Jordan Siebatcheu: Union Berlin's goalscoring USMNT forward hitting the ground running


He opened his Union Berlin scoring account in what was a memorable debut appearance against Hertha Berlin in the capital derby, and now USMNT international Jordan Siebatcheu is keen to continue making a name for himself in the Bundesliga.

He talks mangas with Borussia Dortmund's Gio Reyna, played with superstar goalkeeper Edouard Mendy, and scored a famous winner against Manchester United in the UEFA Champions League, but just what do you call Union's new USMNT striker? Jordan Siebatcheu, Jordan Pefok, Jordan, or simply Jordy? bundesliga.com reveals all.

USMNT striker Jordan Siebatcheu couldn't have hoped for a better start in Union colours. - Martin Rose/Getty Images

Search for the USA international on Twitter, and you'll find his official account, 'Call me Pefok' with his handle @TheosonSmith just adding to the confusion. He made his Union debut with 'Jordan' on his back, wears 'Pefok' on his shirt for the USA, is talked about as Siebatcheu in the media, and meet him in person, he introduces himself as Jordy. Confused? Let's clear this up.

Theoson-Jordan Siebatcheu was born in Washington DC on 26 April 1996 to parents from Cameroon, moving to France when he was very young, and he started playing football at Stade de Reims aged seven.

When his mother and grandmother came to watch him play for the club's first team, "I surprised them by replacing Siebatcheu with Pefok, their Cameroonian name, on my shirt. Family is the basis of everything."

Siebatcheu has certainly made a name (or several) for himself since he started at Reims even if it is only now — aged 26 — that he has fully tapped into his potential. He did finish second-top scorer in Ligue 2 — the French second division — in 2017/18 to fire Reims to promotion with current Chelsea and Senegal star Mendy in goal, but the move to top-flight side Rennes that followed did not work out as he played just 29 league games over the next two seasons, scoring a paltry three goals.

Cue a loan move to Young Boys in the Swiss capital Berne and the start of a renaissance. Twelve goals and four assists in 32 Super League matches in his first season — to help his team pick up the title — convinced YB to take up the option to make the switch permanent. They were handsomely repaid with a league-high 22 strikes in 32 games last season, as well as a brace of strikes in the UEFA Champions League group stage.

"The Champions League is crazy! I'd played in the Europa League with Rennes, but this was exceptional. I can't put into words the frissons, the music and everything, but you can imagine. And in my first game, I scored against Manchester United," Siebatcheu explained to So Foot.

"It was mad. Jesse Lingard played a bad pass and instead played me through on goal. The worst thing was that I changed my mind at the last minute. That's why I slipped and I didn't hit the shot as cleanly as I would have liked."

His form in Switzerland also caught the eye of USMNT coach Gregg Berhalter, and Siebatcheu made his Stars and Stripes debut in March 2021. On his fourth appearance, he replaced former Werder Bremen forward Josh Sargent late on to score the only goal of the game in the CONCACAF Nations League semi-finals against Honduras, and he then featured in the final as Mexico were beaten. He had previously played for France's U21s and had the possibility of turning out for Cameroon, but he has settled happily into the US squad.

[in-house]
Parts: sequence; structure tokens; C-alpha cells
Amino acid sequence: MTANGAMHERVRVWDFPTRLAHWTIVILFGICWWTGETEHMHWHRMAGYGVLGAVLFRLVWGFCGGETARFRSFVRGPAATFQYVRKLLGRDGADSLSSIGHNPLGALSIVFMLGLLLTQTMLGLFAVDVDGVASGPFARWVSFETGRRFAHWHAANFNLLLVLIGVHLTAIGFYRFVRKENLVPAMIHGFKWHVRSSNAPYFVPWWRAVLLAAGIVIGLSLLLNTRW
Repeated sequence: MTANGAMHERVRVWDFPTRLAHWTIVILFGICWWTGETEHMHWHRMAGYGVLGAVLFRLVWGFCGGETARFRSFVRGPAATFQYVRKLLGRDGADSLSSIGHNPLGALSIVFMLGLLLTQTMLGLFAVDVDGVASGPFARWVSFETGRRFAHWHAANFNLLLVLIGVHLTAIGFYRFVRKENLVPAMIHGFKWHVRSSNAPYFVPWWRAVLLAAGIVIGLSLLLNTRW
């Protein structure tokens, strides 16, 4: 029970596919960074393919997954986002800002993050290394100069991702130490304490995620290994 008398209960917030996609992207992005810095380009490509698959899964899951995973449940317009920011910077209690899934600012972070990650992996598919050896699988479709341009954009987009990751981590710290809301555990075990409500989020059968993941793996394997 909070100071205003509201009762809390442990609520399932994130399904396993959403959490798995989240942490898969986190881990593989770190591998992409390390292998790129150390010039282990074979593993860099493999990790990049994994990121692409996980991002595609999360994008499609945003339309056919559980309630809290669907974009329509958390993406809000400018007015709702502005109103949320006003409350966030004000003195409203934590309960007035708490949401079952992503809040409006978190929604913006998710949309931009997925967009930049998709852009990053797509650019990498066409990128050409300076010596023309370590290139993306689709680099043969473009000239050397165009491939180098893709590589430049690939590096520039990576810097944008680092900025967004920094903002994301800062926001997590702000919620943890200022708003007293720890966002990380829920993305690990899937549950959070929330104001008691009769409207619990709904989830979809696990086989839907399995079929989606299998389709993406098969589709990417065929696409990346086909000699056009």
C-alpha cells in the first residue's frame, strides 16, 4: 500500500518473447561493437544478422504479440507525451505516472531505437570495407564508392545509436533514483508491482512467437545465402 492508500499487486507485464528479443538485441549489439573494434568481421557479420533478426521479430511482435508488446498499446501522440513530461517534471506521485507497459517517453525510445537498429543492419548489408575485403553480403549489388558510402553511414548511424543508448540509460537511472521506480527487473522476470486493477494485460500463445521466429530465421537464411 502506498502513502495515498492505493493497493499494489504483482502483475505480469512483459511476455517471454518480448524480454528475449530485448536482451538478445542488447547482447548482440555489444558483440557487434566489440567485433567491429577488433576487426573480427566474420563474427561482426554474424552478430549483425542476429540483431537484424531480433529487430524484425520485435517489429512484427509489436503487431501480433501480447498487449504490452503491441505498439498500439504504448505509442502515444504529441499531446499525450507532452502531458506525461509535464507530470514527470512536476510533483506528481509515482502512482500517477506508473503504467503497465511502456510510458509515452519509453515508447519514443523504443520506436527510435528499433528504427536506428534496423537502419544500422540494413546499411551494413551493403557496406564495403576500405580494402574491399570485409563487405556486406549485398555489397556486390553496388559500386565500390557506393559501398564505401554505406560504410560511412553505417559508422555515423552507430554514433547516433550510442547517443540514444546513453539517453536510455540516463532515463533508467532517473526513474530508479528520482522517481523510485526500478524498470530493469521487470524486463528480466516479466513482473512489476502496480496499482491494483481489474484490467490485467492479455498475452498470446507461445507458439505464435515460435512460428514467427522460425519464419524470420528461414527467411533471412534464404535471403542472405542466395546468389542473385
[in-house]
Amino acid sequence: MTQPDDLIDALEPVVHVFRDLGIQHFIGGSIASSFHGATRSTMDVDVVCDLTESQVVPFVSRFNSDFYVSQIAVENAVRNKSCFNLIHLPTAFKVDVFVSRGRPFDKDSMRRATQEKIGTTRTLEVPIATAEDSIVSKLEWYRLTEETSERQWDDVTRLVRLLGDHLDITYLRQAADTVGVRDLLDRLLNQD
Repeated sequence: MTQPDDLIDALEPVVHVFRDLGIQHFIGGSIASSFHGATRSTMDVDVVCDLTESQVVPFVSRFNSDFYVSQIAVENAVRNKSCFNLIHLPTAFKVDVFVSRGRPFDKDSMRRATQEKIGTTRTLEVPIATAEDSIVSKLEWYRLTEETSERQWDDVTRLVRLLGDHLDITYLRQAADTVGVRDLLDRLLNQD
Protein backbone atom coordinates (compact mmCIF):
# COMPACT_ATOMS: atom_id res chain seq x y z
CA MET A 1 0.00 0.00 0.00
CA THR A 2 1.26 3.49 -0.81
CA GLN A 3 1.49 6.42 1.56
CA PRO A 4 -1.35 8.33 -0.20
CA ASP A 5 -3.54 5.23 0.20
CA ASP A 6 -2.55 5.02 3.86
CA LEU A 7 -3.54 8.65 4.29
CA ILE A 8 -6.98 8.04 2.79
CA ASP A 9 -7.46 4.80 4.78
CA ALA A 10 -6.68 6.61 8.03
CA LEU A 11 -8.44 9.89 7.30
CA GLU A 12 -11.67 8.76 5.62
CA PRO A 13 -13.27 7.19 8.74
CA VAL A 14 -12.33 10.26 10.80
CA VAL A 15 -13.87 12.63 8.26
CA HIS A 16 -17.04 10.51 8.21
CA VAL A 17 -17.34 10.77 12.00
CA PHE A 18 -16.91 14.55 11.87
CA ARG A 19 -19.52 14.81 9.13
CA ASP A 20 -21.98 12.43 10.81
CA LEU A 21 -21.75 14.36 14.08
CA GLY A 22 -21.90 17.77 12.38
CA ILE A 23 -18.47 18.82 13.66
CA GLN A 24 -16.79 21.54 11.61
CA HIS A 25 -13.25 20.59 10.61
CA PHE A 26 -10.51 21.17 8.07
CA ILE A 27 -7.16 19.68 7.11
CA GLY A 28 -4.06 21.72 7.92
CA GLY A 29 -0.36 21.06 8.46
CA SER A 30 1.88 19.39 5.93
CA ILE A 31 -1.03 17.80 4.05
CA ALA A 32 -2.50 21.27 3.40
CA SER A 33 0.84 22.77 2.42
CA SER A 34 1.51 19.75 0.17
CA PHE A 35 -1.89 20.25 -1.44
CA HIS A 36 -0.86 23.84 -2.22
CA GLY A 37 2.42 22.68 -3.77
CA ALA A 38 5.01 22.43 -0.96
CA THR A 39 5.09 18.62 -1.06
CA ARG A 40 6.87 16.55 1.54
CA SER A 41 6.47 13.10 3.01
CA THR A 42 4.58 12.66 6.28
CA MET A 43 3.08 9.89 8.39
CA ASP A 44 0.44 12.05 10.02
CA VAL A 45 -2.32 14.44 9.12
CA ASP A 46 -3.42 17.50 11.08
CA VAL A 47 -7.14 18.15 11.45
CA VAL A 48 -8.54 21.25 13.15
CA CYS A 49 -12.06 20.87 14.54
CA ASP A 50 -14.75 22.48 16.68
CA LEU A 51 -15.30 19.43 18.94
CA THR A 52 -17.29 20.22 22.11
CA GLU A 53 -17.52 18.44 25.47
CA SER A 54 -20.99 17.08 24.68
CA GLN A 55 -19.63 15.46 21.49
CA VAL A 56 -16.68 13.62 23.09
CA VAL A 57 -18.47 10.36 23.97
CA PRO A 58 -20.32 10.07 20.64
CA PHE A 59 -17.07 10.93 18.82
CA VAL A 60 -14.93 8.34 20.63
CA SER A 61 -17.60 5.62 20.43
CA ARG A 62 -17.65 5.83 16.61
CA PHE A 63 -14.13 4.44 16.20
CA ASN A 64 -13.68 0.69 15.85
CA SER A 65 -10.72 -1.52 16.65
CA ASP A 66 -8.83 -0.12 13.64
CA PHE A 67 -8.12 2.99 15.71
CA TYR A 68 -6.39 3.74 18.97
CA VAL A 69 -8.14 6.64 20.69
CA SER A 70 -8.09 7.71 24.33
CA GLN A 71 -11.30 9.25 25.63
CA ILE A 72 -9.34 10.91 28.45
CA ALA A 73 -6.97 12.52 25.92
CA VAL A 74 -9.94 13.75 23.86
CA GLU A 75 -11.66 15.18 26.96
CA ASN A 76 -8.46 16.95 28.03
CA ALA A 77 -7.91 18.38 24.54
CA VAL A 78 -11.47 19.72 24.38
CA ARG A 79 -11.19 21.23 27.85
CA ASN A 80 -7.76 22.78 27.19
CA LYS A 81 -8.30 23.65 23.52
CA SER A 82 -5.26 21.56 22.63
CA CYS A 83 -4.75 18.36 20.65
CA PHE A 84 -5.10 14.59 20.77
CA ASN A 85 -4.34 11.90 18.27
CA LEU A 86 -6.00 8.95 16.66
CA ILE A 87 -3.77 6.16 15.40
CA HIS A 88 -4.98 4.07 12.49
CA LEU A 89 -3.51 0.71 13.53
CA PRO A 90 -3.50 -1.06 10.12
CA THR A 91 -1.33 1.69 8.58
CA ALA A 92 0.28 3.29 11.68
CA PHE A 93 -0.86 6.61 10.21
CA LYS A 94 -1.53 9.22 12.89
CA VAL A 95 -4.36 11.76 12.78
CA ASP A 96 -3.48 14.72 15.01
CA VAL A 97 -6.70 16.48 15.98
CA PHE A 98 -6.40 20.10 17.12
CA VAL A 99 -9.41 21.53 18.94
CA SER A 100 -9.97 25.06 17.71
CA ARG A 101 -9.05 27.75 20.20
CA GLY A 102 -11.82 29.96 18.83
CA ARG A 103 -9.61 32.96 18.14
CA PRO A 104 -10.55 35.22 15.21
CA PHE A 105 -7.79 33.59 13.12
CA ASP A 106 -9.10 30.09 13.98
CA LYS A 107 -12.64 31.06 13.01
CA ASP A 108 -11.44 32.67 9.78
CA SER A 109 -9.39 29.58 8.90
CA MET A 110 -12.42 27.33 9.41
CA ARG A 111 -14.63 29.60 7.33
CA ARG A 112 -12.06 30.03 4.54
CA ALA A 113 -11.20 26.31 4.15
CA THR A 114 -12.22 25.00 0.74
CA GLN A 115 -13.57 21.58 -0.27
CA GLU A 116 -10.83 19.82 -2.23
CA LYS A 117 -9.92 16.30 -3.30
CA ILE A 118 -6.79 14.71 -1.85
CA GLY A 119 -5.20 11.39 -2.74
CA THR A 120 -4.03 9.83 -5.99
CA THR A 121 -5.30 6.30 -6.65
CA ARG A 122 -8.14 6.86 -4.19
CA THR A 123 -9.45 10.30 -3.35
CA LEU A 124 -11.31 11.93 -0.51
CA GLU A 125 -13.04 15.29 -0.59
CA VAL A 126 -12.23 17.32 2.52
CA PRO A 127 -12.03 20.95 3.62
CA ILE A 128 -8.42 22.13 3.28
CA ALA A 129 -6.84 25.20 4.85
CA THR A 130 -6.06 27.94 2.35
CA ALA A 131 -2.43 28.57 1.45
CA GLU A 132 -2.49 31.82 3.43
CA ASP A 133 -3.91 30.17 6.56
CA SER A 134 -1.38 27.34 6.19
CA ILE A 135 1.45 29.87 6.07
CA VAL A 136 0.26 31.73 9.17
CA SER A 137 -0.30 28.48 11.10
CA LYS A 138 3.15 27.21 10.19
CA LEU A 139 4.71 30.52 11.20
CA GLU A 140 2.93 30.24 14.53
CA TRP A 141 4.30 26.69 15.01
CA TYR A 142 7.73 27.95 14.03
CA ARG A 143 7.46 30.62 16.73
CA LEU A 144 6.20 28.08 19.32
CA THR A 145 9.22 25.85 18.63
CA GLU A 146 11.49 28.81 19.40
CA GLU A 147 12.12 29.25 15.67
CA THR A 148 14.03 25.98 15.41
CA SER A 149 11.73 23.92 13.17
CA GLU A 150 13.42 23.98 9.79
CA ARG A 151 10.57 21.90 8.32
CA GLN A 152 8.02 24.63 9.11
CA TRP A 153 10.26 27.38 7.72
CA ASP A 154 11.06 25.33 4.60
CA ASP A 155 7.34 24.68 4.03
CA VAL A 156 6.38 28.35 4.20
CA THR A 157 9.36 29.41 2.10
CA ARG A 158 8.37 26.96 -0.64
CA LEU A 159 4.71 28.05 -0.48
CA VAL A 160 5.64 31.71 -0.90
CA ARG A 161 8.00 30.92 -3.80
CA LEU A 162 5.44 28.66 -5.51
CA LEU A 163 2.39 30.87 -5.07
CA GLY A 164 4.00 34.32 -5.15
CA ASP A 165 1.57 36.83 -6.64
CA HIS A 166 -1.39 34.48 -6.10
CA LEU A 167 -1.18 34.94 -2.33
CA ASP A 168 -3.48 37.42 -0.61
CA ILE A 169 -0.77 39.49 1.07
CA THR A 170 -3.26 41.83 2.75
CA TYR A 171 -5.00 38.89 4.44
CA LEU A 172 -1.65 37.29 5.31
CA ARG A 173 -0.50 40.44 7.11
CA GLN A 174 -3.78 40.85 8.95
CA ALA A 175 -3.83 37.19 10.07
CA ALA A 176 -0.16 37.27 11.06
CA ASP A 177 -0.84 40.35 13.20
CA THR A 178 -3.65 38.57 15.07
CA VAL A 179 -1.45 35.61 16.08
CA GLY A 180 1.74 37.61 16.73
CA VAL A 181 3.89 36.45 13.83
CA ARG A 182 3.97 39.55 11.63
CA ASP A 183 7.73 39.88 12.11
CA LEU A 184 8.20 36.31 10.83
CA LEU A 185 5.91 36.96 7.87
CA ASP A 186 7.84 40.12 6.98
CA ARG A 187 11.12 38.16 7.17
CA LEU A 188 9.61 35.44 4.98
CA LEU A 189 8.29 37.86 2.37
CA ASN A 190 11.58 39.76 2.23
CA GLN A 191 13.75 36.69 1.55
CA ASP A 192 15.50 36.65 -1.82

Jordan Siebatcheu struck a late match winner against Manchester United for Young Boys in the UEFA Champions League last season. - SEBASTIEN BOZON/AFP via Getty Images

"It was above all the fans who were surprised. They said, 'How long has he been American?' My integration went really smoothly. We have a young team, so as soon as I was presented to the squad, the guys were relaxed, very welcoming. It was very American!" Siebatcheu told So Foot.

"For the language, there's no problem. In fact, I'm from an Anglophone family in Cameroon, so the vocabulary isn't a problem. The only thing I can't get rid of unfortunately is the French accent [laughs]. The Americans swallow the letter 'r' when they speak. I can't do that and I try to avoid forcing it. Worse still, the players try to speak to me in French. All I ask of them is to stop saying 'soccer'!"

While Lille forward Timothy Weah, and Orlando City FC's Nicholas Gioacchini, who spent seven years in France with Paris FC, Caen and Montpellier, give Siebatcheu an opportunity to speak French, his discussions with Reyna have an Asian flavour.

Watch: Union and Siebatcheu enjoy Derby-day delight

"I had scored for YB against Leverkusen in the Europa League Round of 32. As he also plays in the Bundesliga, he did a little debrief of the game for me. That broke the ice. And we have a passion in common: mangas," explained the Union striker. "Our first talks weren't about football, but Naruto. I went back through the 720 episodes because of it."

One way of explaining his goalscoring start to his Union Berlin career is that his development in Switzerland wasn't even held back by the language barrier with Berne situated in the German-speaking region of a country where French and Italian are also official languages.

"In the first few months, I didn't understand anything on signs, so it took a little longer than expected to find my way around [laughs]," he said. "But it's much better now, I can improvise a discussion. But when the Germans are having a laugh in their language, it's a little bit too complicated."

Now in the German capital, Siebatcheu can keeping working on his language skills, but — as he has done so far — the Union fans will be happy as long as he keeps letting his goalscoring talent do the talking.